The No. 33 ONE Capital/Motor Oil Matters Porsche GT4 Cayman Clubsport pair of Danny Burkett and Marc Miller finally broke through for an elusive first victory, after coming up close on so many other occasions this year – notably at Watkins Glen.

Burkett, the young Canadian, made an early smart call to be first into the pits for rain tires – a key decision when a few minutes later, the skies opened and VIR turned from sunny and clear to swampy, wet and miserable, with flooding occurring a bit later.

Then when the race resumed after nearly an hour of red flag conditions, the No. 33 Porsche pitted along with fellow GS class contenders the Nos. 15 and 76 Ford Shelby GT350R-C from Multimatic Motorsports and Compass360 Racing, respectively. CJWR’s pit stops have been under the microscope this year but a flawless stop occurred there to switch from Burkett to Miller.

Miller then seized the momentum on the final restart, passing Billy Johnson (co-drove with Scott Maxwell) in the No. 15 Ford for the lead after Turns 1 and 2.

Miller held on to the finish and won by 4.509 seconds over Johnson, who did well to hold off a hard-charging Trent Hindman (Cameron Cassels co-driver) in the No. 12 Bodymotion Racing Porsche for second.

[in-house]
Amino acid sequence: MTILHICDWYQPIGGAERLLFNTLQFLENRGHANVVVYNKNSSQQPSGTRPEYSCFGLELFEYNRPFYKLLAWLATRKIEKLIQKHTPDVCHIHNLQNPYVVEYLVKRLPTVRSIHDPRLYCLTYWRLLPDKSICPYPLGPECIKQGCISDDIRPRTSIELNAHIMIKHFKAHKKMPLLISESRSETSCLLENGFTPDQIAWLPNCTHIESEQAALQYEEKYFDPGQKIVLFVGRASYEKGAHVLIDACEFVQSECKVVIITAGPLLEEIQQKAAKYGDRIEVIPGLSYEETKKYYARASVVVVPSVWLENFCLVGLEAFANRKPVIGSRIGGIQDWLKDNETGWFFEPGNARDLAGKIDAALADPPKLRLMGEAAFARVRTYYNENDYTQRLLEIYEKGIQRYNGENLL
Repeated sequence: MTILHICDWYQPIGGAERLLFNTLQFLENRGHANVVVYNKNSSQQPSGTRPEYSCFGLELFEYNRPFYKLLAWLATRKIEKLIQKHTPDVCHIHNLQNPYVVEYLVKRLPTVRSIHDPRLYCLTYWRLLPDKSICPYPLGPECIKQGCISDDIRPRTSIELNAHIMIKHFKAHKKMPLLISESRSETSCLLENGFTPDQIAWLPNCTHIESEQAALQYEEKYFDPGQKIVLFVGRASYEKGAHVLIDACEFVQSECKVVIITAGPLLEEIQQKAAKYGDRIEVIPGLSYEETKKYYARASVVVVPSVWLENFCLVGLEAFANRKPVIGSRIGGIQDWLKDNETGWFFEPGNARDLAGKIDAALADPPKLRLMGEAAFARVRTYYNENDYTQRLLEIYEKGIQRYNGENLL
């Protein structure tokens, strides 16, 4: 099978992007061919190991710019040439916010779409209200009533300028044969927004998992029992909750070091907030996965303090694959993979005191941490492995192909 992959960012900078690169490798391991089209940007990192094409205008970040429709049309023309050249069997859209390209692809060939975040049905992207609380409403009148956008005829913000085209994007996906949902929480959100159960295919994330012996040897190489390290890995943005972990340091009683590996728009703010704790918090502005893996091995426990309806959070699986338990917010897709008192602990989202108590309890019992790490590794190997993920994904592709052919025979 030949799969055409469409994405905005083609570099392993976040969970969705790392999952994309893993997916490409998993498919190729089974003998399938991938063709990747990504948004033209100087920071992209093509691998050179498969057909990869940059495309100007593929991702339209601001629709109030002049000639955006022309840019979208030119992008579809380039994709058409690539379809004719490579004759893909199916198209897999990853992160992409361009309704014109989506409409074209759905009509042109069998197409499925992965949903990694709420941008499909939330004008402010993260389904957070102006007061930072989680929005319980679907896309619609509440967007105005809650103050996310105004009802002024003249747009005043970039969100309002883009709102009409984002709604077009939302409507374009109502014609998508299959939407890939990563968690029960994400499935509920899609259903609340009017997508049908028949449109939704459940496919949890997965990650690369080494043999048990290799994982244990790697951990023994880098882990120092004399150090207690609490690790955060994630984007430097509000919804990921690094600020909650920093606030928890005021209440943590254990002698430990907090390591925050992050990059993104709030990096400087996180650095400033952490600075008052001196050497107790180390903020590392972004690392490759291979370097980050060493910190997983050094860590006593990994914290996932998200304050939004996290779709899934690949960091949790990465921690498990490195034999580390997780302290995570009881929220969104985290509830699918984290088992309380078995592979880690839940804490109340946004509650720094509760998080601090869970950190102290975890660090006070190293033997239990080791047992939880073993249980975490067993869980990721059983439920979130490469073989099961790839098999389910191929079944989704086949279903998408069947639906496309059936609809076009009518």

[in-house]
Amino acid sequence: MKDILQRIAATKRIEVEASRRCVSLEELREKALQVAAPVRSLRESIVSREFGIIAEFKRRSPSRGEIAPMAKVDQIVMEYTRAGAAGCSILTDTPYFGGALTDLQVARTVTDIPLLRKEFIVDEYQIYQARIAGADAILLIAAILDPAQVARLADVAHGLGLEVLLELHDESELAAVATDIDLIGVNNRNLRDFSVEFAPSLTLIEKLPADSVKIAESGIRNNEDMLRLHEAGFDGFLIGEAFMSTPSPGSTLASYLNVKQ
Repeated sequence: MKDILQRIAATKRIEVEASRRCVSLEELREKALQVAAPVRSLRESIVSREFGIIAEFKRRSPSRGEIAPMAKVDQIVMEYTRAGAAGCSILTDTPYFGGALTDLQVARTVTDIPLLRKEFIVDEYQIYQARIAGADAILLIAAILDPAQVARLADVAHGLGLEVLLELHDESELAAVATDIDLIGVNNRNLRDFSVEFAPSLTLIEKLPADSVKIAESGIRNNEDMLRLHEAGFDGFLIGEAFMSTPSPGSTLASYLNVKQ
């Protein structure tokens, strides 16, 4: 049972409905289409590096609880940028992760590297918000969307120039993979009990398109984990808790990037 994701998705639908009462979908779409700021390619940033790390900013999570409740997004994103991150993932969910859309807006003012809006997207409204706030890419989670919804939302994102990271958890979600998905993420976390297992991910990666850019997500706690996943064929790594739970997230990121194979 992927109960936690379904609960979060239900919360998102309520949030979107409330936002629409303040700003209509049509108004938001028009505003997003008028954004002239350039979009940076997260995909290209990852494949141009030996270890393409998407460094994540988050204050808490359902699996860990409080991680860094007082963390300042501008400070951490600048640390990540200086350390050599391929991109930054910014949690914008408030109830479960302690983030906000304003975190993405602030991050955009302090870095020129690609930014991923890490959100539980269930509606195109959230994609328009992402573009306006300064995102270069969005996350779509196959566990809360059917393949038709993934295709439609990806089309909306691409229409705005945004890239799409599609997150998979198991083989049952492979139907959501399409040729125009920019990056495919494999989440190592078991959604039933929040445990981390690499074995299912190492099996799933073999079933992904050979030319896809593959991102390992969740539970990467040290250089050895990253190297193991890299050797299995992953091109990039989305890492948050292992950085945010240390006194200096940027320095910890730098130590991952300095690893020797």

While Miller and CJWR have won in Continental Tire action before – CJWR was ST class champions a year ago – this marked both their first wins in GS, and Burkett’s first win in the series.

“Pure elation! This is awesome! It’s been such a long time coming. To finally do it… it’s almost surreal at this point. We had to come out here and do this. We had a fantastic race,” Burkett told IMSA Radio’s Shea Adam.

Miller, who had a birthday on August 24, added, to IMSA Radio’s Jim Roller, “Man I just didn’t want to slide off the track. Car placement was so important. This feels so good!”

In ST, Ryan Eversley and co-driver Chad Gilsinger put on a wet-weather driving clinic in the No. 93 HART Honda Civic Si for their first win since Road America last year.